Colin Murray and Friends – Wednesday, February 11

first_imgColin Murray was joined in the studio by Dietmar Hamann and Steve Bunce. On today’s show, Buncey tells the story of Buster Douglas v Mike Tyson on the 25th anniversary of the fight that stunned the boxing world and Murray Meets Roy Carroll.last_img

DONEGAL CHOSEN TO KICK-START SECURITY SEMINARS AFTER ATTACKS ON ELDERLY LOCALLY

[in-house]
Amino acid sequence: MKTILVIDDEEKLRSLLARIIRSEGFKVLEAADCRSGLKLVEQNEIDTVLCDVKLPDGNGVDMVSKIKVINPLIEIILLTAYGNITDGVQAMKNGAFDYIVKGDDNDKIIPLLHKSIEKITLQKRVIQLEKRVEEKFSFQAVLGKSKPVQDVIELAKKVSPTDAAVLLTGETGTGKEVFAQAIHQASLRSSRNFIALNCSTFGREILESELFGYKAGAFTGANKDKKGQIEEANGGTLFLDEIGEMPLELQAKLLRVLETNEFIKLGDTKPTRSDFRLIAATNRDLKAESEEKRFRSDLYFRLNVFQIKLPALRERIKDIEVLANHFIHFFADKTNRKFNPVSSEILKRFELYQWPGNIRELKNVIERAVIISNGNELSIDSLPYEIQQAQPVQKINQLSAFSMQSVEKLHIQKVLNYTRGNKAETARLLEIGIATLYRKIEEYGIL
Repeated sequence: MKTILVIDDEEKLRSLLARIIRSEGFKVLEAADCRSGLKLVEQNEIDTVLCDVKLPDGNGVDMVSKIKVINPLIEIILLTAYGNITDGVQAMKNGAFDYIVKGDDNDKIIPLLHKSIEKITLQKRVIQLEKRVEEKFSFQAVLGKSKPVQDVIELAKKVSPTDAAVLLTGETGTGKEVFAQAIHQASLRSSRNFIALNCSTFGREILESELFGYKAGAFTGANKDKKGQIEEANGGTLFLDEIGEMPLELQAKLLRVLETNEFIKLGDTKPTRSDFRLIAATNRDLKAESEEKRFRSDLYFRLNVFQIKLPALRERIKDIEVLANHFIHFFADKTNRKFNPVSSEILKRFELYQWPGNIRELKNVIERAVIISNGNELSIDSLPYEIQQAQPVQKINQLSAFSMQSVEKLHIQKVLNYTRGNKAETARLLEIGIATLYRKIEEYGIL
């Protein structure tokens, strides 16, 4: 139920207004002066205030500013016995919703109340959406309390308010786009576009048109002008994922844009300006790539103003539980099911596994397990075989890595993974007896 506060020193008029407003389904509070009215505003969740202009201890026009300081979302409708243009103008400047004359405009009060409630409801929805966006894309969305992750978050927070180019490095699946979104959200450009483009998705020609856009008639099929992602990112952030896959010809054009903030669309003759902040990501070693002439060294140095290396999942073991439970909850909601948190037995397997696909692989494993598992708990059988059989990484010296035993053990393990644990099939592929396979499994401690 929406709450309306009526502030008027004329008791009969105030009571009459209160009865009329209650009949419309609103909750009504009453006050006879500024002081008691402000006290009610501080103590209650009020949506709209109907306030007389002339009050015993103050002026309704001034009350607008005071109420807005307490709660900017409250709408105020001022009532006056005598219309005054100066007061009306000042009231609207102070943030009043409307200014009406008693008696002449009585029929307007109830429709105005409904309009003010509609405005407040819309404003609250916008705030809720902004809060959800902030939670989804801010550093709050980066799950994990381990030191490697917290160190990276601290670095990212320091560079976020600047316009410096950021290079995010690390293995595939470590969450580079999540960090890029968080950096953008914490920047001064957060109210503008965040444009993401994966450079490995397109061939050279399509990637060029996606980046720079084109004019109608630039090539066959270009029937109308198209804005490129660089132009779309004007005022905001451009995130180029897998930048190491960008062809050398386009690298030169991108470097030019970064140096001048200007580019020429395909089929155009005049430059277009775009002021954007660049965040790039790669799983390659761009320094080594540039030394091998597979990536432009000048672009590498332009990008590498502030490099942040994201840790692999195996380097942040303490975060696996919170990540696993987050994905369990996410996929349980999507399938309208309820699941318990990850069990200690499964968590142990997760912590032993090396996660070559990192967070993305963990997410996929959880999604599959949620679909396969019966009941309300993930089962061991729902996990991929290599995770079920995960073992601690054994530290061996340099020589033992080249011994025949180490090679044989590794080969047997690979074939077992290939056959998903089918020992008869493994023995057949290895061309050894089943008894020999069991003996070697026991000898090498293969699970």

first_imgDonegal has been chosen to kick-start a nationwide series of security seminars after the recent spate of burglaries on elderly people across the county.Organised in response to a growing fear among older people about security at home, the events are free and open to the public.The first seminar, which will be held on Thursday night, takes place at Letterkenny’s Station House Hotel and is expected to draw a large crowd. Over the next 12 months a total of 18 seminars will take place in 18 counties around the country attended by local Community Policing members of An Garda Síochána, security consultants and community representatives and organised by Bluebird Care.Marty Kelly, Director of Bluebird Care Donegal, said there is a responsibility on all of us to take a ‘community approach’ in terms of being aware of older people living around us.“This first security seminar in Donegal comes on the back on a dangerous spate of burglaries targeting older people in their homes and marks a very worrying time for them. We have already seen an increase in calls from family members for overnight care for their parents who may live alone.”Eddie O’Toole, Operations Director of Bluebird Care says, “There has been a 60% increase in calls to Senior Line – a freephone line for older people – worried about security at home. “And this is also reflected in our own network as we hear anecdotal evidence from the thousands of older people that we work with on a daily basis. We are inviting members of local communities, neighbourhood watch schemes, residents associations and other interested groups along.”The security seminar takes place at 7:30pm on Thursday 28th February in the Station House Hotel, Letterkenny.For more information contact Marty Kelly, Bluebird Care Donegal on 074-9129562 or email donegal@bluebirdcare.ie. You can also log onto www.bluebirdcare.ie/security-seminars for more information. DONEGAL CHOSEN TO KICK-START SECURITY SEMINARS AFTER ATTACKS ON ELDERLY LOCALLY was last modified: February 26th, 2013 by StephenShare this:Click to share on Facebook (Opens in new window)Click to share on Twitter (Opens in new window)Click to share on LinkedIn (Opens in new window)Click to share on Reddit (Opens in new window)Click to share on Pocket (Opens in new window)Click to share on Telegram (Opens in new window)Click to share on WhatsApp (Opens in new window)Click to share on Skype (Opens in new window)Click to print (Opens in new window) Tags:attacksBluebird Caresecuritylast_img read more